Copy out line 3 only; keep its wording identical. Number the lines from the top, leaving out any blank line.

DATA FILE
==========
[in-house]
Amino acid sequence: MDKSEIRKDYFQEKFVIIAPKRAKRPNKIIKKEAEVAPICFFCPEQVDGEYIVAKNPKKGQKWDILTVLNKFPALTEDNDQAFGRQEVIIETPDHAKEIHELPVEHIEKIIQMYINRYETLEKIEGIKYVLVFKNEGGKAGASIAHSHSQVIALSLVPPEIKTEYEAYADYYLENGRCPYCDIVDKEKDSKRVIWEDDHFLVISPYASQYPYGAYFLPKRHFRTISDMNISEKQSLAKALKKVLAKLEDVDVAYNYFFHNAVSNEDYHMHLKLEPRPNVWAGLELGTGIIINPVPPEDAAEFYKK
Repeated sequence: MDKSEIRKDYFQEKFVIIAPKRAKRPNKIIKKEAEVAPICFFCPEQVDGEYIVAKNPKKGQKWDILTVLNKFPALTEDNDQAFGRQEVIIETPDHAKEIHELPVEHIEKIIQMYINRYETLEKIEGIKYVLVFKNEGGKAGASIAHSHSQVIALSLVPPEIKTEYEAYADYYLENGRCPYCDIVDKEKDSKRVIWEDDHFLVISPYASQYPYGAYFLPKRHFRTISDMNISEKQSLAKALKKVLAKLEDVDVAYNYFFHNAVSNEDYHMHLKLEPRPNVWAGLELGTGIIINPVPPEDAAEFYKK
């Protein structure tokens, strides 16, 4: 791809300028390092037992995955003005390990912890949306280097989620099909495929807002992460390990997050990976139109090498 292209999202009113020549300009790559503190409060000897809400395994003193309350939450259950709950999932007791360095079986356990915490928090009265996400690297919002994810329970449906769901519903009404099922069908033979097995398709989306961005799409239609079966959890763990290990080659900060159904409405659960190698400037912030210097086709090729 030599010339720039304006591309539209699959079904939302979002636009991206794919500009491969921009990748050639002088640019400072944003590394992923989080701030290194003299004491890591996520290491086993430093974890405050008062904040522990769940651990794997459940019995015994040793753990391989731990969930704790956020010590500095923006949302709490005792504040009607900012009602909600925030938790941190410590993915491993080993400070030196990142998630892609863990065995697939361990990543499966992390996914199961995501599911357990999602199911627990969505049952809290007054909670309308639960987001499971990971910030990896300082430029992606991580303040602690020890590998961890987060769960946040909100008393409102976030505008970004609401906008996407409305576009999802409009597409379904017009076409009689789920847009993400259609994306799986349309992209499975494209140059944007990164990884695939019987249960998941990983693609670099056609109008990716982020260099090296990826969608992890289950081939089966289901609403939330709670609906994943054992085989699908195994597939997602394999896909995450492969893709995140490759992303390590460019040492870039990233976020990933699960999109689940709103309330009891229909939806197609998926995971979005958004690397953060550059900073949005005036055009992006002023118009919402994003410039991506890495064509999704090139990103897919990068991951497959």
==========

Repeated sequence: MDKSEIRKDYFQEKFVIIAPKRAKRPNKIIKKEAEVAPICFFCPEQVDGEYIVAKNPKKGQKWDILTVLNKFPALTEDNDQAFGRQEVIIETPDHAKEIHELPVEHIEKIIQMYINRYETLEKIEGIKYVLVFKNEGGKAGASIAHSHSQVIALSLVPPEIKTEYEAYADYYLENGRCPYCDIVDKEKDSKRVIWEDDHFLVISPYASQYPYGAYFLPKRHFRTISDMNISEKQSLAKALKKVLAKLEDVDVAYNYFFHNAVSNEDYHMHLKLEPRPNVWAGLELGTGIIINPVPPEDAAEFYKK